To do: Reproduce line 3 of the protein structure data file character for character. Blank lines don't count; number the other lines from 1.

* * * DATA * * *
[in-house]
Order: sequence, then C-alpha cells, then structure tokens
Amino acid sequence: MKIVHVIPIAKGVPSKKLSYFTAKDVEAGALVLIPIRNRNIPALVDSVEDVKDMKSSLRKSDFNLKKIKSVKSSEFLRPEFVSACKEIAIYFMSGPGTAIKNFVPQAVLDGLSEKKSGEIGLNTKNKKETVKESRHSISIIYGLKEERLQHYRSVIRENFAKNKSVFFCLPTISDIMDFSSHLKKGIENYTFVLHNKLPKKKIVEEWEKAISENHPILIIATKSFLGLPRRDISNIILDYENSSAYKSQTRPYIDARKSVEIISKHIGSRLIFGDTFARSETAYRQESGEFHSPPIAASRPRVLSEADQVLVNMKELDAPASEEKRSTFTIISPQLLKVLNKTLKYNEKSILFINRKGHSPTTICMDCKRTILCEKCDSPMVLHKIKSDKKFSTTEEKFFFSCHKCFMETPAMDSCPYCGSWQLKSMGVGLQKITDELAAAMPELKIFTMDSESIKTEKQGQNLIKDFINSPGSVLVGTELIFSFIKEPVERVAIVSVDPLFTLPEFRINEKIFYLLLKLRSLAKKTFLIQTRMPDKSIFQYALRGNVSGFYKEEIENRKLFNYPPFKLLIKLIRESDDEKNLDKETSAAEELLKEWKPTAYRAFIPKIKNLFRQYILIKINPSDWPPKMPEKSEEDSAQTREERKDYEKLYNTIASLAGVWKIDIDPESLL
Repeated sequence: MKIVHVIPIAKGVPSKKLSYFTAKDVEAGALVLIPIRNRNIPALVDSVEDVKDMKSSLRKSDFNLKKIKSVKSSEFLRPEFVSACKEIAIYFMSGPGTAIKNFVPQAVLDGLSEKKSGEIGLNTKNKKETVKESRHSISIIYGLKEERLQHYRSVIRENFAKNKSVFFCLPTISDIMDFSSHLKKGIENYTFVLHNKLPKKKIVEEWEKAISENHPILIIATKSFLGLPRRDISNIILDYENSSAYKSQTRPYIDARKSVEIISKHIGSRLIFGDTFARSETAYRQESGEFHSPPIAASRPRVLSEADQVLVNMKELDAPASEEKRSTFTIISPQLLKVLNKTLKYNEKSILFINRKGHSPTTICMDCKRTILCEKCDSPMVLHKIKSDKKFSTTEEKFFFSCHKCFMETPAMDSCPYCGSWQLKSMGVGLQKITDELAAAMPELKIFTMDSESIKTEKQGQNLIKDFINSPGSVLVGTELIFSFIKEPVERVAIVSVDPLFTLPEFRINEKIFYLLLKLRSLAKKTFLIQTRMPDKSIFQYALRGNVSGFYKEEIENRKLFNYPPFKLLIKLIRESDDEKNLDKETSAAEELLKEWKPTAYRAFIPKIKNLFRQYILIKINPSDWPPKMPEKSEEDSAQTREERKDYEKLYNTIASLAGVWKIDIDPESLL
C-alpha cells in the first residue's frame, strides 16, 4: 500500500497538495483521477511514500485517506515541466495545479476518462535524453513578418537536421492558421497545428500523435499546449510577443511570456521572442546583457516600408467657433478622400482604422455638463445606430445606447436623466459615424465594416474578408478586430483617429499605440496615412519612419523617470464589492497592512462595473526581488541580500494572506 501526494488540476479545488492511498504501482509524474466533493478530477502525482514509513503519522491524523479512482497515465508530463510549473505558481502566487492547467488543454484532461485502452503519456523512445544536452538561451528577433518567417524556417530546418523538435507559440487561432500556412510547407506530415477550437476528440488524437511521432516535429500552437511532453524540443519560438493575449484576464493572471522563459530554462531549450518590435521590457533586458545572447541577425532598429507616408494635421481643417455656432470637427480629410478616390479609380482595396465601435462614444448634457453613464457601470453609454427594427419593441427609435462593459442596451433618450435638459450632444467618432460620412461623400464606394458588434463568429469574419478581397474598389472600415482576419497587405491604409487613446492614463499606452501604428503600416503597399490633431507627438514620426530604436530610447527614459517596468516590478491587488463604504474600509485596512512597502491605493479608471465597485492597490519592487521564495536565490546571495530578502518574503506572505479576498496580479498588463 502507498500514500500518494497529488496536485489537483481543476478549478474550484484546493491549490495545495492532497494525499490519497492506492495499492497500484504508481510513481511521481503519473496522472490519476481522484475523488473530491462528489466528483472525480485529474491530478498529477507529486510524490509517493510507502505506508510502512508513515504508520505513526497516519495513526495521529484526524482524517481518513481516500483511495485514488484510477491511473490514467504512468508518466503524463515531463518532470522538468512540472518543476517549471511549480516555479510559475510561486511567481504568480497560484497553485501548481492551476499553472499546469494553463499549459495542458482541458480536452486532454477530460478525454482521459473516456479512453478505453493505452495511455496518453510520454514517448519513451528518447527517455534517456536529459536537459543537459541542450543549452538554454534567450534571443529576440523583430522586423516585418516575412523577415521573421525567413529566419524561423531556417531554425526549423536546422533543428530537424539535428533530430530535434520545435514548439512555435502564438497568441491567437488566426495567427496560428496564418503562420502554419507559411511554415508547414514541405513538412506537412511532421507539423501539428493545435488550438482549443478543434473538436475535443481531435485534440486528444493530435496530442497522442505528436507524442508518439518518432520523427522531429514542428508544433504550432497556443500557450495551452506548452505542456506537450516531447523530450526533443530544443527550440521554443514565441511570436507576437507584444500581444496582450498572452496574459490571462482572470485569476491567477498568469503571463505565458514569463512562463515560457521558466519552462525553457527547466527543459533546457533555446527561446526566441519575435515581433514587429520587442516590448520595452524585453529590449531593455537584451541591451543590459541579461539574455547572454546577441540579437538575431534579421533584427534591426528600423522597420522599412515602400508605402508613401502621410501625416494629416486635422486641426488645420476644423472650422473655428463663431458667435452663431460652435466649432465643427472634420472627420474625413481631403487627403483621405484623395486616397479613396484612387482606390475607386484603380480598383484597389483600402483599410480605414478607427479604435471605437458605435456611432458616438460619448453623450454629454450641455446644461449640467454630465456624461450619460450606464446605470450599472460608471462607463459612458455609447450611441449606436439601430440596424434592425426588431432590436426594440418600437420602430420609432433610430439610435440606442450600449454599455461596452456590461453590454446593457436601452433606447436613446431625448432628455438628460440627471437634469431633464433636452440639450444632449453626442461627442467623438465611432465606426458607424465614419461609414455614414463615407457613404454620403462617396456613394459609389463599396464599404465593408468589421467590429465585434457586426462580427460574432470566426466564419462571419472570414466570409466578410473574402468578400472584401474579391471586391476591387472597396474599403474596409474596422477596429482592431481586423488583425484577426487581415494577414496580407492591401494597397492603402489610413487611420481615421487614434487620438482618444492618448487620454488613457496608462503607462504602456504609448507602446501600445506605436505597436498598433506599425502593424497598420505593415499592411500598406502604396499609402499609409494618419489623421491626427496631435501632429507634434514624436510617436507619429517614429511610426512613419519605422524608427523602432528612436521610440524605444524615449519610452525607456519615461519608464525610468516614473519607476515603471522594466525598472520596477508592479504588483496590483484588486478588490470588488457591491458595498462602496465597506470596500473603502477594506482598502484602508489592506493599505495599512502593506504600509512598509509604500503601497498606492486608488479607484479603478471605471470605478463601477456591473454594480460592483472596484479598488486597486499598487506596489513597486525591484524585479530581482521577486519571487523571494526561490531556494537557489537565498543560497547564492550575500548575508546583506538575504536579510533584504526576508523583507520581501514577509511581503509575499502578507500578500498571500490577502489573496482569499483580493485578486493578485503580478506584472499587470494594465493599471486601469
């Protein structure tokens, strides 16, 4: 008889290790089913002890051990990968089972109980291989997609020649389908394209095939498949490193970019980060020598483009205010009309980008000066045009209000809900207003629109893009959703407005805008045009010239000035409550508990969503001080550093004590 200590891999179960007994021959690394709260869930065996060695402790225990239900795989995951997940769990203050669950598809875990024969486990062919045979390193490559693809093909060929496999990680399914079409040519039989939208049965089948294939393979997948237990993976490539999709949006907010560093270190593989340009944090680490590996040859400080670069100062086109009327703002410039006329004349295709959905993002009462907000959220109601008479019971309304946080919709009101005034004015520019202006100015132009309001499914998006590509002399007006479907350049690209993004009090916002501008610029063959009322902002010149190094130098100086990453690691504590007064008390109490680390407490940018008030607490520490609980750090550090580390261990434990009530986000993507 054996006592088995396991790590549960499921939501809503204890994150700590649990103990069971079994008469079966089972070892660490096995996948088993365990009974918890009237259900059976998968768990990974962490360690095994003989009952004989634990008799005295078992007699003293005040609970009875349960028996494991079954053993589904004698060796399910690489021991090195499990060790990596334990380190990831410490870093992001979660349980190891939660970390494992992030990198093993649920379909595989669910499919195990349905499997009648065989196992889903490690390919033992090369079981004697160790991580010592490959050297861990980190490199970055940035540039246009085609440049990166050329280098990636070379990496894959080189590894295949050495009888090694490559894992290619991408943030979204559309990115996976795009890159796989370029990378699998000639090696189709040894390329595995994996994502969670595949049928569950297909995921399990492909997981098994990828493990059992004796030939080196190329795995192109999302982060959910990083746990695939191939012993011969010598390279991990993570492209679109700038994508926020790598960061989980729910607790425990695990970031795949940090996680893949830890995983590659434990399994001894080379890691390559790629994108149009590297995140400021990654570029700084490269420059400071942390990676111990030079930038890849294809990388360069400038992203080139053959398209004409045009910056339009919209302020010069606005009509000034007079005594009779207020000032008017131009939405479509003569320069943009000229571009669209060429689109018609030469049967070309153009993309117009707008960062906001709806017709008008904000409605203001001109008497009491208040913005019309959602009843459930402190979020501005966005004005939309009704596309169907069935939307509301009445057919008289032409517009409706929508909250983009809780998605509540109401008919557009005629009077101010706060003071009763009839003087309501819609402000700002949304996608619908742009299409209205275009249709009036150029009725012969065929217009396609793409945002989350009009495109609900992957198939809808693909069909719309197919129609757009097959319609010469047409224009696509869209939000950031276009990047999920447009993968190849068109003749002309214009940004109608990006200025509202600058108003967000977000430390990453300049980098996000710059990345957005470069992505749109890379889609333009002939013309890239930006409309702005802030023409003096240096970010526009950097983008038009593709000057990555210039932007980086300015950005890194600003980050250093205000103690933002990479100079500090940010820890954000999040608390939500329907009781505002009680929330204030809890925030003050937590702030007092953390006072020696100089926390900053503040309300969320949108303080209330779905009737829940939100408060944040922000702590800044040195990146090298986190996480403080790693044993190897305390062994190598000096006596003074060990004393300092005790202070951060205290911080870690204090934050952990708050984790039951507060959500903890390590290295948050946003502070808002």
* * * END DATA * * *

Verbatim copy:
Amino acid sequence: MKIVHVIPIAKGVPSKKLSYFTAKDVEAGALVLIPIRNRNIPALVDSVEDVKDMKSSLRKSDFNLKKIKSVKSSEFLRPEFVSACKEIAIYFMSGPGTAIKNFVPQAVLDGLSEKKSGEIGLNTKNKKETVKESRHSISIIYGLKEERLQHYRSVIRENFAKNKSVFFCLPTISDIMDFSSHLKKGIENYTFVLHNKLPKKKIVEEWEKAISENHPILIIATKSFLGLPRRDISNIILDYENSSAYKSQTRPYIDARKSVEIISKHIGSRLIFGDTFARSETAYRQESGEFHSPPIAASRPRVLSEADQVLVNMKELDAPASEEKRSTFTIISPQLLKVLNKTLKYNEKSILFINRKGHSPTTICMDCKRTILCEKCDSPMVLHKIKSDKKFSTTEEKFFFSCHKCFMETPAMDSCPYCGSWQLKSMGVGLQKITDELAAAMPELKIFTMDSESIKTEKQGQNLIKDFINSPGSVLVGTELIFSFIKEPVERVAIVSVDPLFTLPEFRINEKIFYLLLKLRSLAKKTFLIQTRMPDKSIFQYALRGNVSGFYKEEIENRKLFNYPPFKLLIKLIRESDDEKNLDKETSAAEELLKEWKPTAYRAFIPKIKNLFRQYILIKINPSDWPPKMPEKSEEDSAQTREERKDYEKLYNTIASLAGVWKIDIDPESLL